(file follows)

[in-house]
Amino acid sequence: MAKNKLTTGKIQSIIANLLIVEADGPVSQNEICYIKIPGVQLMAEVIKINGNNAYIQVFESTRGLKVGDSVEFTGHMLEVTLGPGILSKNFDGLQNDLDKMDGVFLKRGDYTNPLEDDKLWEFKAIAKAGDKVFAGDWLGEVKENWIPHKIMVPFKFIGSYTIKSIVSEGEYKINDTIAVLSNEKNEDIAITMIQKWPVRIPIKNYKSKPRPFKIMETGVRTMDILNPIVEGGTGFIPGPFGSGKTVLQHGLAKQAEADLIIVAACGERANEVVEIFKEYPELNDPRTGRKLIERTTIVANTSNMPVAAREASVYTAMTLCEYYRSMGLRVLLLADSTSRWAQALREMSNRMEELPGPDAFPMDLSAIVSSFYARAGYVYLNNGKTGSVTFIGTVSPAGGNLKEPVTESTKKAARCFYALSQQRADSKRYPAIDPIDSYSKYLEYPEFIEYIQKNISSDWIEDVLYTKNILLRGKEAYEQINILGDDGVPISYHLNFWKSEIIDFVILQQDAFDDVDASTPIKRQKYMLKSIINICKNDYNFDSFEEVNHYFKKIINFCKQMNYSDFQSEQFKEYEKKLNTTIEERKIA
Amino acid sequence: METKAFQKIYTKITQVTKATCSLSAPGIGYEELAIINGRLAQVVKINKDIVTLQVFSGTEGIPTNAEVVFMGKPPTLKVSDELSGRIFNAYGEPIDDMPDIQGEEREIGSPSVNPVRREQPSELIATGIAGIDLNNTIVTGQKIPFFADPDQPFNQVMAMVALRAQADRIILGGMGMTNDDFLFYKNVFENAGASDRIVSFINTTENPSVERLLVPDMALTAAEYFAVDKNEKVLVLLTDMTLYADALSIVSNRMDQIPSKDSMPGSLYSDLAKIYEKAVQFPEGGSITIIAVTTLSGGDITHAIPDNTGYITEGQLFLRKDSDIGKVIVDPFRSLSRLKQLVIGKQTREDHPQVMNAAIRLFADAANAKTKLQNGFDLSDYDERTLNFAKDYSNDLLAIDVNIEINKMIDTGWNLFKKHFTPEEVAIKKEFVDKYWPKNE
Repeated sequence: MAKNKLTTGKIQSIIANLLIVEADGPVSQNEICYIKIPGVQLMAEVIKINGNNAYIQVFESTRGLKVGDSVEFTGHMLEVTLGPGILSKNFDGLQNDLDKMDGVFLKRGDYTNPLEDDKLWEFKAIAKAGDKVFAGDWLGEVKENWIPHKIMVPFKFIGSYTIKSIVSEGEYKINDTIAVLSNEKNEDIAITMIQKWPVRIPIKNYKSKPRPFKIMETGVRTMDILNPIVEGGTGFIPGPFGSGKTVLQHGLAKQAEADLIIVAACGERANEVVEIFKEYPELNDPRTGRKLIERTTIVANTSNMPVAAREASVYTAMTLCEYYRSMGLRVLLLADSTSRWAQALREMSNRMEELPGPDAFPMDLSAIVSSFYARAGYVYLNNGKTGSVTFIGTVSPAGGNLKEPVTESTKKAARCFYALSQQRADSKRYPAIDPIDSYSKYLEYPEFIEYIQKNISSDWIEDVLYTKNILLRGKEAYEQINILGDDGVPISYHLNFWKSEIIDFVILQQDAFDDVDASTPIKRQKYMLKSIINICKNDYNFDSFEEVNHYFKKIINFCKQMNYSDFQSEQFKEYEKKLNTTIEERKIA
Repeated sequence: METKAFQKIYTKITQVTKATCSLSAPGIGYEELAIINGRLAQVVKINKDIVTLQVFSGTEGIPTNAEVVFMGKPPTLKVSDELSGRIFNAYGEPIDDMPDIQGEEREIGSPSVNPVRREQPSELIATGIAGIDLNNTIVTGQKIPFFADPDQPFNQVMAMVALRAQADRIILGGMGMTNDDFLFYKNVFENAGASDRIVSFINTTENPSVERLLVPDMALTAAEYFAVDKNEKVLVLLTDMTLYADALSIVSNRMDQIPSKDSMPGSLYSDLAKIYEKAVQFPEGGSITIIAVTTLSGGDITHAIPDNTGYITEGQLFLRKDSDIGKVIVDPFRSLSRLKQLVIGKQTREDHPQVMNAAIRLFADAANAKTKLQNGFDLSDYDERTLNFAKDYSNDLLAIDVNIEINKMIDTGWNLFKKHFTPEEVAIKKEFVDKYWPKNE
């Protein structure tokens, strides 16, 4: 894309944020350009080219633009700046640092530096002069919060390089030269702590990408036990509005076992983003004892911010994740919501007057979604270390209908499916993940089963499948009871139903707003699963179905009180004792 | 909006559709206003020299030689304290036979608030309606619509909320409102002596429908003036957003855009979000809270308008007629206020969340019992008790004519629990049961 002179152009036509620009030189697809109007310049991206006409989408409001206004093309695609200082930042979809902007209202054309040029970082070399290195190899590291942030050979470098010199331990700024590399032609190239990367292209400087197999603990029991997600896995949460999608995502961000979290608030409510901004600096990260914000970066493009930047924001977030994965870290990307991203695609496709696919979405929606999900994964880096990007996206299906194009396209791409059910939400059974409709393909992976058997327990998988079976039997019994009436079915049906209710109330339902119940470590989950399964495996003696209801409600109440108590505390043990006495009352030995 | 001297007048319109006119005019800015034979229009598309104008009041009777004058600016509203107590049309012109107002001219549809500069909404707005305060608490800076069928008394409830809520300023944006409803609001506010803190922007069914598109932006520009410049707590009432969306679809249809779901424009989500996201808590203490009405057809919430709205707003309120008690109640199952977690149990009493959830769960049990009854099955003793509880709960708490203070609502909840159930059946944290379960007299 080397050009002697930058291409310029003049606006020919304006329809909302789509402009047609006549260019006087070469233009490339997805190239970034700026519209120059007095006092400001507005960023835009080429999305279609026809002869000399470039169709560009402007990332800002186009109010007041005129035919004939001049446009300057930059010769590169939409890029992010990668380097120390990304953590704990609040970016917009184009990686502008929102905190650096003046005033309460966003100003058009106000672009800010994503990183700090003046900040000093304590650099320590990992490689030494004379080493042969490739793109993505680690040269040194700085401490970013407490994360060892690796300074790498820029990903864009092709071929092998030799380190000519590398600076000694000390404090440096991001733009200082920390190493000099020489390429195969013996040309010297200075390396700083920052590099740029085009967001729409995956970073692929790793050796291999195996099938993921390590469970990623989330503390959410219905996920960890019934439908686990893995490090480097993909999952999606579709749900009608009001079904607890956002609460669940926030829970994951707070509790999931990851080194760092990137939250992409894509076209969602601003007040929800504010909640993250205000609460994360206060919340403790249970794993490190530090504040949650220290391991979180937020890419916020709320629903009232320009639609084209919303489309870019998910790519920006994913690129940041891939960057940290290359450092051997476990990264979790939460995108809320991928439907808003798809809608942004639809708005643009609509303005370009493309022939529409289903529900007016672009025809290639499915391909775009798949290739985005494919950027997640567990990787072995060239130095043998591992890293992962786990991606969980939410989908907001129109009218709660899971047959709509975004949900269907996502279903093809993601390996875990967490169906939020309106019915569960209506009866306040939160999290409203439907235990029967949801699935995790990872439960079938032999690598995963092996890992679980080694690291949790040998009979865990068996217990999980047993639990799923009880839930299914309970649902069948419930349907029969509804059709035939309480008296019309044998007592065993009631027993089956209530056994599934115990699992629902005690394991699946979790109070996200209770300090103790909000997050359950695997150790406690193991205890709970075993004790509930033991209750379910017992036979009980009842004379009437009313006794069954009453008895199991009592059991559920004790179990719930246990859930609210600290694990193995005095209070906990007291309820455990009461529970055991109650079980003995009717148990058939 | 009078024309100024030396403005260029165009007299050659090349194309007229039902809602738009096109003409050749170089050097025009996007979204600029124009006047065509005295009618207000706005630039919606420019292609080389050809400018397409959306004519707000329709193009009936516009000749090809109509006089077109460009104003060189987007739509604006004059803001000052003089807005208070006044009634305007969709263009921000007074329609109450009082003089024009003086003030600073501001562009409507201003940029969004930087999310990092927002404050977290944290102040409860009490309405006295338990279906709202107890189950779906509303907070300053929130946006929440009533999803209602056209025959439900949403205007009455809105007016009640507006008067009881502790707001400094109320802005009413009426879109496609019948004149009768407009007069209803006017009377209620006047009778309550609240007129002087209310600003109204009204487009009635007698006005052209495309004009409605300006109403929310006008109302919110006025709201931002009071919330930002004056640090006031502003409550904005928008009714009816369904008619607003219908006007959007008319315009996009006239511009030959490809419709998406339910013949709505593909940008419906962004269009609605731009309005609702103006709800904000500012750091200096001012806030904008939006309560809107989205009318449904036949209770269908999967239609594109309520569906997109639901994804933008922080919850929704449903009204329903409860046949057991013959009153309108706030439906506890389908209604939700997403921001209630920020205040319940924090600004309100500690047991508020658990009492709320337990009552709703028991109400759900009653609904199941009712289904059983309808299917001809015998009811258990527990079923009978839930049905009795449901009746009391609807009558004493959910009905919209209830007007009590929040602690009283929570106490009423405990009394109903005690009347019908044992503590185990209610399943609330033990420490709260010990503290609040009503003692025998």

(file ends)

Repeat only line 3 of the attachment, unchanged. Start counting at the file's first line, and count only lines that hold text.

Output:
Amino acid sequence: METKAFQKIYTKITQVTKATCSLSAPGIGYEELAIINGRLAQVVKINKDIVTLQVFSGTEGIPTNAEVVFMGKPPTLKVSDELSGRIFNAYGEPIDDMPDIQGEEREIGSPSVNPVRREQPSELIATGIAGIDLNNTIVTGQKIPFFADPDQPFNQVMAMVALRAQADRIILGGMGMTNDDFLFYKNVFENAGASDRIVSFINTTENPSVERLLVPDMALTAAEYFAVDKNEKVLVLLTDMTLYADALSIVSNRMDQIPSKDSMPGSLYSDLAKIYEKAVQFPEGGSITIIAVTTLSGGDITHAIPDNTGYITEGQLFLRKDSDIGKVIVDPFRSLSRLKQLVIGKQTREDHPQVMNAAIRLFADAANAKTKLQNGFDLSDYDERTLNFAKDYSNDLLAIDVNIEINKMIDTGWNLFKKHFTPEEVAIKKEFVDKYWPKNE